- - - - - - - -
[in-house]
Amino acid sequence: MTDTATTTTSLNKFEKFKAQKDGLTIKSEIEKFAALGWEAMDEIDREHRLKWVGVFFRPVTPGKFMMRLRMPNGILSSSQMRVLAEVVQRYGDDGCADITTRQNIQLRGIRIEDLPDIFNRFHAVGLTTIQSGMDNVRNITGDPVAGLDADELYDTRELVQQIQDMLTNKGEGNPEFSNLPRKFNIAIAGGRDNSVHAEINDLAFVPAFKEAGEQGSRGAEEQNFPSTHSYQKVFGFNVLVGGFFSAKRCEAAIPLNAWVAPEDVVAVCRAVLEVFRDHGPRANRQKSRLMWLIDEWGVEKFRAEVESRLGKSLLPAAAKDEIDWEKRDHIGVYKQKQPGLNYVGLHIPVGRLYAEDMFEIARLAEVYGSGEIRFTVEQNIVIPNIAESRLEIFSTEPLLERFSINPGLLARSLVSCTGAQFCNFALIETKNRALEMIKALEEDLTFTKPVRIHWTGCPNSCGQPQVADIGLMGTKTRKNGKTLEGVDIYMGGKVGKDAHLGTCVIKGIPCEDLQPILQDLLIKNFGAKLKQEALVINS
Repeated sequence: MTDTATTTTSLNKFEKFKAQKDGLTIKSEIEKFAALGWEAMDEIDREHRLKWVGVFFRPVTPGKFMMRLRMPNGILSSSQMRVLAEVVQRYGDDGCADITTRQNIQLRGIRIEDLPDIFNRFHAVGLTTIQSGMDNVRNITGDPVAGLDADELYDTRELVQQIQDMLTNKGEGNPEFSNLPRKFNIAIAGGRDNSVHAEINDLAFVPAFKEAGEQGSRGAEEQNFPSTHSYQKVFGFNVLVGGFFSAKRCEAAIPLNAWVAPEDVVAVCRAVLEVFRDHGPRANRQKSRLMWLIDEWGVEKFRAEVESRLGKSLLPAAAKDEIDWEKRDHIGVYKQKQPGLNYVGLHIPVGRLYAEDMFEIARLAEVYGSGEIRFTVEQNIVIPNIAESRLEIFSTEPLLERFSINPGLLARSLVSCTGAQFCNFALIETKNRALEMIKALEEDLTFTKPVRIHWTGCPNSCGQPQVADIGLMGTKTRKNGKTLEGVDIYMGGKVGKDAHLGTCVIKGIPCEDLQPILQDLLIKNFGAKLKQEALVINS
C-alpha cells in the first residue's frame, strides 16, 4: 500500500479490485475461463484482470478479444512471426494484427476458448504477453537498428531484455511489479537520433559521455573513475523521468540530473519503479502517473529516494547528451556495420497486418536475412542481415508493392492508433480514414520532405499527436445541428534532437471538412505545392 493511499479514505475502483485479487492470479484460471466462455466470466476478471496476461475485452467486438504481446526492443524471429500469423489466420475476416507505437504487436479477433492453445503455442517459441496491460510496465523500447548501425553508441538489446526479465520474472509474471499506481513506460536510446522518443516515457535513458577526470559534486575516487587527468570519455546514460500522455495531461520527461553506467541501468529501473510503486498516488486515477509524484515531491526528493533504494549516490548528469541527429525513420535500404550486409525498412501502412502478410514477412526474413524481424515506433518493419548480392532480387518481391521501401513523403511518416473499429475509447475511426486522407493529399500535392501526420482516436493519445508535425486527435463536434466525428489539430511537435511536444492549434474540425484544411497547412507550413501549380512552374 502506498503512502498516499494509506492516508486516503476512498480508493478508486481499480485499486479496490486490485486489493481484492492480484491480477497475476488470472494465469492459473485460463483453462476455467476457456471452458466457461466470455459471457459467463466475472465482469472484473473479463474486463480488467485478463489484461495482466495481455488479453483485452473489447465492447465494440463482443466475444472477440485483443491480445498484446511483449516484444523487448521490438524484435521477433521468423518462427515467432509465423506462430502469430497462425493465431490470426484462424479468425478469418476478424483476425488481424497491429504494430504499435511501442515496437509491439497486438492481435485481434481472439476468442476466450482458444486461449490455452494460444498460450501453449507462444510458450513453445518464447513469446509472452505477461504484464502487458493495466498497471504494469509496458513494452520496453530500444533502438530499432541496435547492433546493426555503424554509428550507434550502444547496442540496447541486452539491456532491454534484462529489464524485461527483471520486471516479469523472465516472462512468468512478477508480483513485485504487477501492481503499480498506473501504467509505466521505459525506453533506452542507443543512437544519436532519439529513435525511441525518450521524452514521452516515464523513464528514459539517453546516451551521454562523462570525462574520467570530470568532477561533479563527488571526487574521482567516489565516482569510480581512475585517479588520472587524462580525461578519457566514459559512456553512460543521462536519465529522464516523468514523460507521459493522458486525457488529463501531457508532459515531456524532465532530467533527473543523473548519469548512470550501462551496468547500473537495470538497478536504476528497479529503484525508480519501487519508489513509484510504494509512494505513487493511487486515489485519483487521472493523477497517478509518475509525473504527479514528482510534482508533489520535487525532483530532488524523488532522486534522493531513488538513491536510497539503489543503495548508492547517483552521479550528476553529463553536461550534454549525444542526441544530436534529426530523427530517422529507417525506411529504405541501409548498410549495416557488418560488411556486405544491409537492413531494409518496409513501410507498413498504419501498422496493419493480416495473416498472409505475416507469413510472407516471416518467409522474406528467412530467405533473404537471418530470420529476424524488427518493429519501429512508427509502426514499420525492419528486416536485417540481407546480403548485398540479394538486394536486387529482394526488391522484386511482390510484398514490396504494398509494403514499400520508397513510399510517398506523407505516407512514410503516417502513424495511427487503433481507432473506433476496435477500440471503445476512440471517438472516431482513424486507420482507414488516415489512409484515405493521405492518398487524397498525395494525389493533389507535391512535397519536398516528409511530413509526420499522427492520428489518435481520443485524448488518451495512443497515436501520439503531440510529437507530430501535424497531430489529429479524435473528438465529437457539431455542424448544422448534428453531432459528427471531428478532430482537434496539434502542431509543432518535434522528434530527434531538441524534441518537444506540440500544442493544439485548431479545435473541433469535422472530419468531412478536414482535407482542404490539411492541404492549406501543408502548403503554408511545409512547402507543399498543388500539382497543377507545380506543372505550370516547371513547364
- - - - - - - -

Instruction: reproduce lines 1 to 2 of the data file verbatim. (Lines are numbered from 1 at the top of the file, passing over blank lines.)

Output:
[in-house]
Amino acid sequence: MTDTATTTTSLNKFEKFKAQKDGLTIKSEIEKFAALGWEAMDEIDREHRLKWVGVFFRPVTPGKFMMRLRMPNGILSSSQMRVLAEVVQRYGDDGCADITTRQNIQLRGIRIEDLPDIFNRFHAVGLTTIQSGMDNVRNITGDPVAGLDADELYDTRELVQQIQDMLTNKGEGNPEFSNLPRKFNIAIAGGRDNSVHAEINDLAFVPAFKEAGEQGSRGAEEQNFPSTHSYQKVFGFNVLVGGFFSAKRCEAAIPLNAWVAPEDVVAVCRAVLEVFRDHGPRANRQKSRLMWLIDEWGVEKFRAEVESRLGKSLLPAAAKDEIDWEKRDHIGVYKQKQPGLNYVGLHIPVGRLYAEDMFEIARLAEVYGSGEIRFTVEQNIVIPNIAESRLEIFSTEPLLERFSINPGLLARSLVSCTGAQFCNFALIETKNRALEMIKALEEDLTFTKPVRIHWTGCPNSCGQPQVADIGLMGTKTRKNGKTLEGVDIYMGGKVGKDAHLGTCVIKGIPCEDLQPILQDLLIKNFGAKLKQEALVINS